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Culture, caution, and trust

Janice Boucher Breuer and John McDermott
Authors registered in the RePEc Author Service: Janice Breuer Bass ()

Journal of Development Economics, 2012, vol. 97, issue 1, 15-23

Abstract: Trust is an important determinant of economic development. Understanding its origins is therefore critical. We develop a principal-agent model with heterogeneous players to determine the aggregate amount of trustworthiness and trust in a society. People are distributed according to their preference toward caution, which we model as loss aversion. The first two moments of the distribution across principals and agents—along with institutional quality—are critical to the process by which trustworthiness and trust are formed. A direct effect suggests that more caution leads to less societal trust. An indirect effect of greater caution, working through trustworthiness, leads to more trust. Paradoxically, the net effect is almost always positive. The results are similar when we use expected utility theory. Different distributional assumptions can influence the results.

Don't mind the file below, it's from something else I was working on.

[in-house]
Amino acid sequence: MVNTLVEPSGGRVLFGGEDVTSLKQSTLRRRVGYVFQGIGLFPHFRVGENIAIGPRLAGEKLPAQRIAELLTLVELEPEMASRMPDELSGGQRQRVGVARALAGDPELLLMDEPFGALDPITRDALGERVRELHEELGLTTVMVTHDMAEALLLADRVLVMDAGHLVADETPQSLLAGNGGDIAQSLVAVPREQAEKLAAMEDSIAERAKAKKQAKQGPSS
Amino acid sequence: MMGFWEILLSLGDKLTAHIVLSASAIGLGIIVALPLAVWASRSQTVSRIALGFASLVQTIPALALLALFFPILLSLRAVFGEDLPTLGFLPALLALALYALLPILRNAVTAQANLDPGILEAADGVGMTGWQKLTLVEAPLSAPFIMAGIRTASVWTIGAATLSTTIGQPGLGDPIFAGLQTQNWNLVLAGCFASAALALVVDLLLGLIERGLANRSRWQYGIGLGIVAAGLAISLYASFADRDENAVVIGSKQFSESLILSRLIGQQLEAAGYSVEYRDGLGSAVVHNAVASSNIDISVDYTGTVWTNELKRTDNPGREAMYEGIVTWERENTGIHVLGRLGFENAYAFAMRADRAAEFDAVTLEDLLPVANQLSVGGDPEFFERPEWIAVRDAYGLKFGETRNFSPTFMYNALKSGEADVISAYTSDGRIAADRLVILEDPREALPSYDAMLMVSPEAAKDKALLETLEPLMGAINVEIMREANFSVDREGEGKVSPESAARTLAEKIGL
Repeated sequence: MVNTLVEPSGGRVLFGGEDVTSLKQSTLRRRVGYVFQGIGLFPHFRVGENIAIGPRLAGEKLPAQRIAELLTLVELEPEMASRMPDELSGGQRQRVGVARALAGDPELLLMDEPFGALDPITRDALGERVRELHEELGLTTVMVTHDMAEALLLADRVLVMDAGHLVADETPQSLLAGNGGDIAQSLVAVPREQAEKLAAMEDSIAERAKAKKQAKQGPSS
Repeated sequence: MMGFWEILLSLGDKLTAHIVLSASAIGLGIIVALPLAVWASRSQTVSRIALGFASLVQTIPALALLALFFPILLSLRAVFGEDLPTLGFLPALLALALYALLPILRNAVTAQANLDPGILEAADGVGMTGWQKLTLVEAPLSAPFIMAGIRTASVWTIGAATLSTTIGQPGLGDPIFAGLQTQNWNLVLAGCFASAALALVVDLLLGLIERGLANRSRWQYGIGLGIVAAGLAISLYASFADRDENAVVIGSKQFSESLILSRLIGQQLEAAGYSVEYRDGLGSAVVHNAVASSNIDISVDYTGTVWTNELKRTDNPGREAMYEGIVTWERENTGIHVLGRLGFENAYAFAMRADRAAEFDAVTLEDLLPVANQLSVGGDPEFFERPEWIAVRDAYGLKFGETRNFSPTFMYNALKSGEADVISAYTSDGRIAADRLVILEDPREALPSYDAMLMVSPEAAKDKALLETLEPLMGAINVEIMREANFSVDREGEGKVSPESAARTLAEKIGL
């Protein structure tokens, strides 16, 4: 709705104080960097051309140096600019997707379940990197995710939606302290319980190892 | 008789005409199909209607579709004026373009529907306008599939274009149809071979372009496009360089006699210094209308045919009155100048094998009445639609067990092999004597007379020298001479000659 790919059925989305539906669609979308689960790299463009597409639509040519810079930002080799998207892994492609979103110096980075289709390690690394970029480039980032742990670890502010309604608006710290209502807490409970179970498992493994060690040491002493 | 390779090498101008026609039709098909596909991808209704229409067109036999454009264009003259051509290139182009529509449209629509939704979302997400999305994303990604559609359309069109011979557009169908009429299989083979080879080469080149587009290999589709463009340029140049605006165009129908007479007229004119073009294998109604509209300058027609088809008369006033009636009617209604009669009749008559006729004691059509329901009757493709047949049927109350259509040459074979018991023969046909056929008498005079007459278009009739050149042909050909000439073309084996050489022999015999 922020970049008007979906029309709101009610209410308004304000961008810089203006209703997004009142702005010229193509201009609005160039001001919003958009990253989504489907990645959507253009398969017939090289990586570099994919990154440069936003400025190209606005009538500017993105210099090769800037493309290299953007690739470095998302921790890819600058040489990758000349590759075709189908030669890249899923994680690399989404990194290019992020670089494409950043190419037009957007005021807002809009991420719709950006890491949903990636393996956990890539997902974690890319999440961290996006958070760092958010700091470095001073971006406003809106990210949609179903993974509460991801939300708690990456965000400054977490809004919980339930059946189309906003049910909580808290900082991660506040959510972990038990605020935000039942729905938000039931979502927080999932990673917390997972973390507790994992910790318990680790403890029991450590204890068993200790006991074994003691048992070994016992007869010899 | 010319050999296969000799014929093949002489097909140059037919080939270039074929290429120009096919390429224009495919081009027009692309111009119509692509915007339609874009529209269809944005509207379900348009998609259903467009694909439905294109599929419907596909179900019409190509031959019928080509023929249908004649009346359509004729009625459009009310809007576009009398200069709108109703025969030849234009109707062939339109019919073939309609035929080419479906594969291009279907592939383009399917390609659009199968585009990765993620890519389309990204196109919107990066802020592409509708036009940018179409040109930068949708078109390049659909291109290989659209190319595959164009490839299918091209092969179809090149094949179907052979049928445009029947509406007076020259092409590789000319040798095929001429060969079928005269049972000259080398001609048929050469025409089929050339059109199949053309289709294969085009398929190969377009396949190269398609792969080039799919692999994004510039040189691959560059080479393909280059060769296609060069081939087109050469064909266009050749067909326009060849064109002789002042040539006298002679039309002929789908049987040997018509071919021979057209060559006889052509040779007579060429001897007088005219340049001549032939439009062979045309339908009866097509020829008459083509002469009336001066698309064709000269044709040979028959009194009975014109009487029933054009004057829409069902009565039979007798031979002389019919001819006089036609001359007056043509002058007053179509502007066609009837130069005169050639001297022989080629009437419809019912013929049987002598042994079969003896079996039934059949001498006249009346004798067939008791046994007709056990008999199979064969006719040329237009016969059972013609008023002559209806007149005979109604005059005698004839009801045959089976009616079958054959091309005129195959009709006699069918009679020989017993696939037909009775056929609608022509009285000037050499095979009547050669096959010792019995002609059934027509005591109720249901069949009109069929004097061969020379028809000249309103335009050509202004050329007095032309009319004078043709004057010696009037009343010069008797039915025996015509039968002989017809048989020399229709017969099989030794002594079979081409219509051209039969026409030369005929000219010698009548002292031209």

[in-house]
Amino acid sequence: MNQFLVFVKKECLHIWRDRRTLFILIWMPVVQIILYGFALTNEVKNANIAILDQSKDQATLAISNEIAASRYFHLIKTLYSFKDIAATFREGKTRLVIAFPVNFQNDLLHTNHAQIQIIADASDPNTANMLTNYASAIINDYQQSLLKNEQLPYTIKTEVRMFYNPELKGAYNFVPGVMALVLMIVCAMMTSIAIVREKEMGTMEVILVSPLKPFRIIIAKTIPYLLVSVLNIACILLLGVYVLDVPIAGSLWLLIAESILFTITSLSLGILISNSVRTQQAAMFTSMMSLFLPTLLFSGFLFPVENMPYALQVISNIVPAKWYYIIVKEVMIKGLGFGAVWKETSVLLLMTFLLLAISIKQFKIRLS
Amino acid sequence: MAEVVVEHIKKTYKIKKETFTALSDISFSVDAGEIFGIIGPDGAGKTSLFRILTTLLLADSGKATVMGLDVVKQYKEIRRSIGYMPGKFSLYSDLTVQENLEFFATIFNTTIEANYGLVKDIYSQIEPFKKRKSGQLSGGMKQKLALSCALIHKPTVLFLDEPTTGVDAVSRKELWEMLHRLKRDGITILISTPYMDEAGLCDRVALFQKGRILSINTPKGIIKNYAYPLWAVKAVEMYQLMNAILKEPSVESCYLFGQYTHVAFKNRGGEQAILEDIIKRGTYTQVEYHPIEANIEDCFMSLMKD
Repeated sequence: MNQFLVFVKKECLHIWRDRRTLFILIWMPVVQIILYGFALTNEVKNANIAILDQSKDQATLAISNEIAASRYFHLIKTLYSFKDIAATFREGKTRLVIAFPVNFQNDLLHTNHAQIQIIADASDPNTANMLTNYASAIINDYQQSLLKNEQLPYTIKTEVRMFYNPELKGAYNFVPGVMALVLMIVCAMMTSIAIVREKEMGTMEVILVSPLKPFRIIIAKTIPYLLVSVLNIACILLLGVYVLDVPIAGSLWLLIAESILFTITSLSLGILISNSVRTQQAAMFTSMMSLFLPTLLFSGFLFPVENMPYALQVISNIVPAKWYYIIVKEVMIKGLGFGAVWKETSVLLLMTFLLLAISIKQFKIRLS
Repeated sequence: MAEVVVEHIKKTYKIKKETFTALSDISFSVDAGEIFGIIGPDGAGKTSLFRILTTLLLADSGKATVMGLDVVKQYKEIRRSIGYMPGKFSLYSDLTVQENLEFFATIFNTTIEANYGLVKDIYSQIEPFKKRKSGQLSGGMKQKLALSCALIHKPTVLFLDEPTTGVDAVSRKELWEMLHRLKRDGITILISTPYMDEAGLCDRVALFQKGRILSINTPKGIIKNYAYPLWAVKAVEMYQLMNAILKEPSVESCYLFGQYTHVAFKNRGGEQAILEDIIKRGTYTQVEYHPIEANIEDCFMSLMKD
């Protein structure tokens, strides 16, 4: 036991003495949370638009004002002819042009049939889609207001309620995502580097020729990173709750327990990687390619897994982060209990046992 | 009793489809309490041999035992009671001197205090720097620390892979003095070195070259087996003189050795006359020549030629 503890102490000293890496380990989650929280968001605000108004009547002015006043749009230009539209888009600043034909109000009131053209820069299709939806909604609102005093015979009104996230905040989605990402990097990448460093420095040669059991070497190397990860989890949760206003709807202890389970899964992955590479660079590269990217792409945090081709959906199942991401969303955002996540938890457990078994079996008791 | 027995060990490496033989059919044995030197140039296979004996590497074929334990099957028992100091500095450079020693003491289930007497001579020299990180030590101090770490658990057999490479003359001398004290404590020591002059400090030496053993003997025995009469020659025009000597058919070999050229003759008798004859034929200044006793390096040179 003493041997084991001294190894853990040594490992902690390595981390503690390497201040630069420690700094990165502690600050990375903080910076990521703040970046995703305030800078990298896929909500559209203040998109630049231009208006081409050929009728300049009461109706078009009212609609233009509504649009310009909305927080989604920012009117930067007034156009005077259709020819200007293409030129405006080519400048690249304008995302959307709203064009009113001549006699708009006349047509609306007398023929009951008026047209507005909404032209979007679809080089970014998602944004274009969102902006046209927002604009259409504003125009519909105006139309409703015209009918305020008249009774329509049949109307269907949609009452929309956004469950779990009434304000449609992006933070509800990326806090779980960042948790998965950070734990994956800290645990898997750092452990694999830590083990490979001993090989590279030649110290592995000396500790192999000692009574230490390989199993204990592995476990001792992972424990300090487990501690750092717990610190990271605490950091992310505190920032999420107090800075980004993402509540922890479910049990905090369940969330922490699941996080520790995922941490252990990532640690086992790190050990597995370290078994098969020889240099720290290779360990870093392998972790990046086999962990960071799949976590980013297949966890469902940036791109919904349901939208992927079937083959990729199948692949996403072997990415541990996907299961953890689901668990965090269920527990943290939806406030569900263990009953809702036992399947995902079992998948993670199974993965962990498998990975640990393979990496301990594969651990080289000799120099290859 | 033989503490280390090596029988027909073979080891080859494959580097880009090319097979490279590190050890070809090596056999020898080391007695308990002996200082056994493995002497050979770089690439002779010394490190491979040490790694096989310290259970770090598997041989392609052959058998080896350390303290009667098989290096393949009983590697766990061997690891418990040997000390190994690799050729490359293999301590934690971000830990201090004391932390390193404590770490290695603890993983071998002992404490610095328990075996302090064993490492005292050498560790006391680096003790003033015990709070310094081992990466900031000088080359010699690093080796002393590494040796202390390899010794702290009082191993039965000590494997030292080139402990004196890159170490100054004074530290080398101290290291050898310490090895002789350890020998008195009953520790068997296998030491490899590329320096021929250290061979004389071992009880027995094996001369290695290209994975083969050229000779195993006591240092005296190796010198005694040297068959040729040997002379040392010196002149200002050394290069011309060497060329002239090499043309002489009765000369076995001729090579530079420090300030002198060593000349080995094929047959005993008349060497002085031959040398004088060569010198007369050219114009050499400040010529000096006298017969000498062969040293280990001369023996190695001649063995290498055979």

Keywords: Trust; Risk; Caution; Culture; Trustworthiness (search for similar items in EconPapers)
JEL-codes: O1 Z1 Z13 (search for similar items in EconPapers)
Date: 2012
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